Sure, the Web is a key resource for educators, but what’s the best way to share the good stuff you’ve collected with students and teachers and keep it all organized?
EduClipper may be an answer. The free tool, launched this spring, seeks to provide a one-stop solution for K–12 by giving educators and students a simple, easy-to-use destination for curating and sharing online.
EduClipper was created by Adam Bellow, a former teacher and son of a high-school librarian who also works as a K–12 technology consultant. After hearing from educators who sought a visual content curation platform that was student friendly and school safe, Bellow set out to create a solution.
After last year’s testing period, eduClipper launched to the public in May and is now used in more than 450 classrooms. Brad Currie, middle school vice principal and supervisor of instruction for the Chester (NJ) School District, uses eduClipper with the 150 educators in his district as a professional development resource. Jason Fisher, a fifth- and sixth-grade teacher at Riddells Creek Primary School in Victoria, Australia, shares it with his students as a collaborative research tool. Both sing eduClipper’s praises. “Staff members find eduClipper to be a great one-stop resource with huge potential in terms of their own professional development and promoting student collaboration,” says Currie. Fisher particularly likes that his students can comment on their sources in a description area provided within eduClipper.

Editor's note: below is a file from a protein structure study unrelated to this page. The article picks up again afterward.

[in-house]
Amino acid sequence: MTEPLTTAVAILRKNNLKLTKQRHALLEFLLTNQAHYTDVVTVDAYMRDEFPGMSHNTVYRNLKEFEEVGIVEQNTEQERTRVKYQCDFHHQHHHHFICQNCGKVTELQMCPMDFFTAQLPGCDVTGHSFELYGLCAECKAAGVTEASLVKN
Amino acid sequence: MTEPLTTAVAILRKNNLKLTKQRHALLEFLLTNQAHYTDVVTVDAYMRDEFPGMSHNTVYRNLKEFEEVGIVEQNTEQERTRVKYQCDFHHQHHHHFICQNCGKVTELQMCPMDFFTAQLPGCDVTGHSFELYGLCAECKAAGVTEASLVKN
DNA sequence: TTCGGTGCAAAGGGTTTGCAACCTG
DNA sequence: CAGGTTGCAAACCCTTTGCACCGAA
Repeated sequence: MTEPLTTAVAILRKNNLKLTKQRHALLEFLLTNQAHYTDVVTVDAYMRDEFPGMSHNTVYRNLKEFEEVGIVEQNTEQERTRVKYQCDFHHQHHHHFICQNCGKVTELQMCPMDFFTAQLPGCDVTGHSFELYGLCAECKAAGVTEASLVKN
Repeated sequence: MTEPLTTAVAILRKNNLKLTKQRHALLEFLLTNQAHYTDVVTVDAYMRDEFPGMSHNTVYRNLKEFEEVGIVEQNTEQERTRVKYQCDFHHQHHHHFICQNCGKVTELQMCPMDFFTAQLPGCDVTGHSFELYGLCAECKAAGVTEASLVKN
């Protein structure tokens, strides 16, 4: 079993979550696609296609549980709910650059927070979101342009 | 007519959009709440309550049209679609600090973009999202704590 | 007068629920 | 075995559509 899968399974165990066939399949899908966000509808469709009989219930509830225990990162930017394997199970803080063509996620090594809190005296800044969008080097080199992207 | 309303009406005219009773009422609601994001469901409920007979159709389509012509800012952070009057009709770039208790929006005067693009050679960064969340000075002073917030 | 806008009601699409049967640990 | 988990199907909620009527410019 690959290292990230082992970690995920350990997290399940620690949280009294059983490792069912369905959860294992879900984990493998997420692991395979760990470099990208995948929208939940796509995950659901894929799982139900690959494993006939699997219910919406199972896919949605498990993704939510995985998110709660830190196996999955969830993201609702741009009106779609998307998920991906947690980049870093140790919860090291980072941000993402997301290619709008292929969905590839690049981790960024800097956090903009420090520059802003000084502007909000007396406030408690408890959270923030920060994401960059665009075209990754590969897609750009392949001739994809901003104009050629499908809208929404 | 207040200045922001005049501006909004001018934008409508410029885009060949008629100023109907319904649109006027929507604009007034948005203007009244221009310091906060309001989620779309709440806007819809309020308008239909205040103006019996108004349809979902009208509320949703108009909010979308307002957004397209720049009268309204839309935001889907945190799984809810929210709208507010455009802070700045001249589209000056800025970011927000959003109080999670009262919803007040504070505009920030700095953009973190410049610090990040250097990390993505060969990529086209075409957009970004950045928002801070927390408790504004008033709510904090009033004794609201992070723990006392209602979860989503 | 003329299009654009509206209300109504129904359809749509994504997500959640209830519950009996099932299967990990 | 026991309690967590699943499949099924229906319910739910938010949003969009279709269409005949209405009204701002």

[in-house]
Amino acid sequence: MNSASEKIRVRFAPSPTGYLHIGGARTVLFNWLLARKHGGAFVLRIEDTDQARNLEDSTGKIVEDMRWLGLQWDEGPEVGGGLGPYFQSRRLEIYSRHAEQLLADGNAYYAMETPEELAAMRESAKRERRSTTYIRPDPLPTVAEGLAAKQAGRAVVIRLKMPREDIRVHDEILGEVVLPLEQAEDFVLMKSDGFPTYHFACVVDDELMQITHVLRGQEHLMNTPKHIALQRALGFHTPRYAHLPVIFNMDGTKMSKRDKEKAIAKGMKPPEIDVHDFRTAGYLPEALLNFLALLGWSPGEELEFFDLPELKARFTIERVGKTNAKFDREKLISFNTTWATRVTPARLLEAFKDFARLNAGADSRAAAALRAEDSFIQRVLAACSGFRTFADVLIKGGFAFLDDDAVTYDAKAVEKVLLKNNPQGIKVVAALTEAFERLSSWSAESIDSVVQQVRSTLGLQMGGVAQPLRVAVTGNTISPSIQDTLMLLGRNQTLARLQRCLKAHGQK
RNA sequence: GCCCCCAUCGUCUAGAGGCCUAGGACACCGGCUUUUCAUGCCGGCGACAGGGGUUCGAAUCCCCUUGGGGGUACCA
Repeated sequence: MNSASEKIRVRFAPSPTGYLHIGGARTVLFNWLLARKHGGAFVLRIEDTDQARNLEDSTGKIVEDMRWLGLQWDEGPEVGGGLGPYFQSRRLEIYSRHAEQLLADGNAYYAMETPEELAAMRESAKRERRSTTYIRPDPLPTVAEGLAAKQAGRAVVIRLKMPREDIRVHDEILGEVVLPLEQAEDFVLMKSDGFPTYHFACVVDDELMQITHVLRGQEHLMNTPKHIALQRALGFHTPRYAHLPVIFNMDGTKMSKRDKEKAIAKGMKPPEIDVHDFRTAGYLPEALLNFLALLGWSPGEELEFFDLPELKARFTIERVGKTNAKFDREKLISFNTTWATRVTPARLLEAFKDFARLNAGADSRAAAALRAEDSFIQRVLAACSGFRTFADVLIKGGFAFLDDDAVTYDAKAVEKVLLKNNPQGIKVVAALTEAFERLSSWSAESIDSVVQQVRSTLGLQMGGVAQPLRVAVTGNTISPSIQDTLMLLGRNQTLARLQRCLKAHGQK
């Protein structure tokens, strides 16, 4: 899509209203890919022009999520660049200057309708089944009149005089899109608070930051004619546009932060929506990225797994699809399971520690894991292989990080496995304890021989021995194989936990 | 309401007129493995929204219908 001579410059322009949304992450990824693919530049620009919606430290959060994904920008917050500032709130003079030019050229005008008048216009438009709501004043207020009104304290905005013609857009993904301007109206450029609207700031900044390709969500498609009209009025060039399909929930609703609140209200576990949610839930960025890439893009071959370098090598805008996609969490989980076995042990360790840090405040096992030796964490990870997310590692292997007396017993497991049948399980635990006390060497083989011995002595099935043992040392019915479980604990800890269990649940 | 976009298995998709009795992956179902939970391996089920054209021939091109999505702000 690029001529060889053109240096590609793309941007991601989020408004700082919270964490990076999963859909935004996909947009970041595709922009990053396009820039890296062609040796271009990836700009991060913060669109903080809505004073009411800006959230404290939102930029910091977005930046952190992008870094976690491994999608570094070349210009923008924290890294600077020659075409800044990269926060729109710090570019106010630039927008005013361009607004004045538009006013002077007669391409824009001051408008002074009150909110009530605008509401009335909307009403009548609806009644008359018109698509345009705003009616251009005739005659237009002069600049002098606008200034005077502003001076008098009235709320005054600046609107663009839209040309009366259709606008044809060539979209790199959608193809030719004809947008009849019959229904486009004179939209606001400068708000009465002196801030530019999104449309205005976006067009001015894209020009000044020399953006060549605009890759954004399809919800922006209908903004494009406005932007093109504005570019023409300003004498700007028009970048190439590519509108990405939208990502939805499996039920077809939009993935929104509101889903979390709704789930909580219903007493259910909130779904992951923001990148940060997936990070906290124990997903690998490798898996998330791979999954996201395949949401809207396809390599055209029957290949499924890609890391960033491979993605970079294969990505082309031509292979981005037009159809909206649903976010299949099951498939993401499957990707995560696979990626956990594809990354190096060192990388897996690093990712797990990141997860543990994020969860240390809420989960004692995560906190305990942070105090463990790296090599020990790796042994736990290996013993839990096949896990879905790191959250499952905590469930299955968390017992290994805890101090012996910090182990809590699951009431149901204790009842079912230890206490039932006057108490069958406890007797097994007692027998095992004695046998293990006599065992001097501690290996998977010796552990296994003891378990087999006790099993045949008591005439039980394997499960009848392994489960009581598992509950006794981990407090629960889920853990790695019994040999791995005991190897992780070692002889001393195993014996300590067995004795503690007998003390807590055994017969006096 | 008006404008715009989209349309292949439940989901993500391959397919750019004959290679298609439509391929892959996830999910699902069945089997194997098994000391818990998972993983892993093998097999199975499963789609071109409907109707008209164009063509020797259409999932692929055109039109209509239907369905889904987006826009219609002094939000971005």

EduClipper is tailor-made for K–12. Teachers and administrators can create accounts for students as young as five with varying levels of permissions. Do you want your students to interact only with content from your classroom? No problem. Do you prefer a curation tool that doesn’t allow comments? That’s doable, too. EduClipper offers a walled-garden approach that schools can adjust to fit their needs, instead of simply providing the private-world binary that’s all too familiar in online platforms.
Using eduClipper is simple, especially for those already familiar with online curation tools like Pinterest. Content can be “clipped” either through the eduClipper site or by using the bookmarklet tool in the browser. In addition to making it easy to clip links and images, the site also lets you grab video, documents, and embed code from creation tools on the Web bookmarklet—a great way to integrate student work from Google Drive.
While you can discover other eduClips and reClip them (this is similar to retweeting on Twitter or repinning on Pinterest), the site also offers collaborative clipboards where groups can add items to a shared space. These features are great, but the innovation that educators might appreciate most is one that generates formatted citations for online content. I hope that this will make that ever-helpful student citation, “it came from Google,” a thing of the past.
During our testing period, we ran into a few bugs that made our experience of browsing and clipping content less than seamless. When we brought up these problems with an eduClipper representative, we were told that the organization was aware of these issues and that fixes were currently in the works.
It’s tempting to compare the user experience of eduClipper with Pinterest or Pocket, a popular content-saving application. But those platforms are further along, so it’s an unfair comparison to make at this time. We’re looking forward to seeing eduClipper develop and work out its bugs, since the platform truly addresses a gap for K–12 students and educators.
Bellow says, “I think that teachers will find it a great way to connect to, build, or strengthen a personal learning network where they can curate with like-minded educators and find awesome content that they can use in their classroom or share with their students.”
EduClipper is free, available globally for K–12, and supports IE8+, Safari 3+, Firefox 4+, and Chrome. A mobile app version is in the works, though a launch date has not been set.